People 02 November 2018
If you haven't heard Anna Kaiser's name before, you'll soon become familiar with her growing fitness program, AKT, or the Anna Kaiser Technique. A revamped combination of dance, Pilates and interval training, Kaiser takes the boutique fitness craze and offers a revolution.
“When the boutique boom happened, I started working in boutique fitness and realized that the same thing was happening to me that was happening to many other consumers," says Kaiser. “You get really involved in one modality, and then you burn out and try a different modality. And all these boutique studios were focused around a single modality. I thought, why is no one bridging the gap between single modality boutique fitness and the comprehensive gym model?"
The $30 billion fitness and health industry has been growing around 4 percent annually for the last 10 years. The boutique fitness sector – which consists of familiar luxury gyms and group class settings such as Equinox and SoulCycle – has been gaining momentum, with membership growing by 70 percent between 2012 and 2015, and shows no signs of slowing down any time soon.
This year, AKT became a part of Xponential Fitness, an equity-backed holding company that acquires boutique fitness brands and hit $148 million in revenue last year. Kaiser is set to franchise her brand with Xponential, and is projected to open at least 300 studios around the country.
Before her fitness breakthrough, Kaiser was a professional dancer. Her passion for fitness stemmed from her love of dance, which she holds a Bachelor of Fine Arts in. Kaiser says that as a dancer, she had to prioritize staying fit both aesthetically and physically in order to perform. So she was always looking for a solution, whether it was yoga, Pilates or lifting weights at the gym. Kaiser highly prioritized her fitness journey while she was touring and performing, trying to learn as much as she could about exercise and the body.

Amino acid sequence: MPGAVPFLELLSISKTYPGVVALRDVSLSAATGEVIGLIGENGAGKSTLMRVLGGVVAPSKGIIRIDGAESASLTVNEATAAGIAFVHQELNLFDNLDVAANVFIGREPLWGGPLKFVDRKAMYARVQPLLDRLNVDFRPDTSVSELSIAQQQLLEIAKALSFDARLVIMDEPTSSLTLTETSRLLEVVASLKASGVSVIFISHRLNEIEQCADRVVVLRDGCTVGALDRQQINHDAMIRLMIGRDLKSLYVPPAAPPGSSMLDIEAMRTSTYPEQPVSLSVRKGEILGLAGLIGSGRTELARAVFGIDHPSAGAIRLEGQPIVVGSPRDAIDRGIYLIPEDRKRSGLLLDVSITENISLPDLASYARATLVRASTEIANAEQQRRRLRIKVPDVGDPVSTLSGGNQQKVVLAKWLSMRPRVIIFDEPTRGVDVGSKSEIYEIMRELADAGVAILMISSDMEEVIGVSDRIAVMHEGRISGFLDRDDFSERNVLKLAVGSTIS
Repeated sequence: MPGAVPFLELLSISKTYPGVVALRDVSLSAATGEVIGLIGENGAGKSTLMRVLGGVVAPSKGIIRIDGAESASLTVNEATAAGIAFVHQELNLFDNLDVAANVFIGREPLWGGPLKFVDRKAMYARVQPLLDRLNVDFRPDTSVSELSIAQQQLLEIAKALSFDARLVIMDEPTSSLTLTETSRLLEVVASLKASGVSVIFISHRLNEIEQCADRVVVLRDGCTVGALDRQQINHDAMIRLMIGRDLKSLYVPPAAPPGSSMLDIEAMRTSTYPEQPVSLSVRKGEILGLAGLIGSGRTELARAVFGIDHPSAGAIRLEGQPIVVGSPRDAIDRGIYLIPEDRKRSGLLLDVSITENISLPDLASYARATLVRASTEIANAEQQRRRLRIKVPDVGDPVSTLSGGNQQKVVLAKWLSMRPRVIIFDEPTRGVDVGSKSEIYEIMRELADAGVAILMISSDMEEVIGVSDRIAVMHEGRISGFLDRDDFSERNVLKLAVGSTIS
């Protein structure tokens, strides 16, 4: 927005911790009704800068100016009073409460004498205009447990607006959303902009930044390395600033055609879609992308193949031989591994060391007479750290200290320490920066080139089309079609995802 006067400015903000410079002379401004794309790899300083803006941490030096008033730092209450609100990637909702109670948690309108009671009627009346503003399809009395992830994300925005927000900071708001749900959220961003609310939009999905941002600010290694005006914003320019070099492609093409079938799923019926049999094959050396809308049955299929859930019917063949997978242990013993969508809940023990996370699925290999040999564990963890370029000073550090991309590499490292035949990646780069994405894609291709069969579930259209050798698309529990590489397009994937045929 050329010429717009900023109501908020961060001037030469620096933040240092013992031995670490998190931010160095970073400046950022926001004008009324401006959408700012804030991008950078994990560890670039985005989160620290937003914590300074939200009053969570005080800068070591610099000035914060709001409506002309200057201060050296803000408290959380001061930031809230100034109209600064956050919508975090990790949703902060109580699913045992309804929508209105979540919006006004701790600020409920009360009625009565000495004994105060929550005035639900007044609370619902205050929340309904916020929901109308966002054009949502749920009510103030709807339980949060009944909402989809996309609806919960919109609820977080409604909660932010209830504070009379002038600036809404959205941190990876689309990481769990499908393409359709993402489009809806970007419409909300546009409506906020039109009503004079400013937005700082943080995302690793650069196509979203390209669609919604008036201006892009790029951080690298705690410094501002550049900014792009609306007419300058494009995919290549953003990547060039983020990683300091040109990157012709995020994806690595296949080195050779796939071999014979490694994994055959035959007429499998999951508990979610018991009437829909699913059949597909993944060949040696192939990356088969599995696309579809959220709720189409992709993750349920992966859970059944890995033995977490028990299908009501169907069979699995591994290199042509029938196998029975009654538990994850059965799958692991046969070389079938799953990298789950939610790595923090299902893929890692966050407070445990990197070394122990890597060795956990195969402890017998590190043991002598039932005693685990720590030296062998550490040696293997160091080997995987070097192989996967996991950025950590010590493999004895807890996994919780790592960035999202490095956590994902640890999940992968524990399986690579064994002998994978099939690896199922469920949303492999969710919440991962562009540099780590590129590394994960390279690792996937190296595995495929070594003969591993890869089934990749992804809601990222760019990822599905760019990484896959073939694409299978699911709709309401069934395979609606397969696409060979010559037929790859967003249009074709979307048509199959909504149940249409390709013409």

If you're searching for someone who is knowledgeable about fitness, Kaiser is your person. She has done it all – taught exercise classes, managed fitness studios, received certifications in Pilates, yoga and barre and studied sports medicine long before she founded her own business.
“I was trying to figure out what I loved best, and what I believed to be the most efficient and effective way to work out," says Kaiser. “I started to figure out what that looked like with private clients. I did a beta class program in Connecticut for a year to test the market."
In addition to the beta program, Kaiser tested her work outs with private celebrity clients including Shakira and Kelly Ripa – who coined the name AKT. Kaiser says that her celebrity clients added valuable credibility to AKT.“They were encouraging me to open the studio and start the business. It helped get the word out and helped legitimize what I was doing," says Kaiser. “[Celebrities] have access to pretty much every technique, and anyone they could want to train with.
So why are they choosing AKT? It provided some intrigue to what I was doing."
After moving from Connecticut to Tribeca to test the New York market, Kaiser met with a client who wanted to become an investor.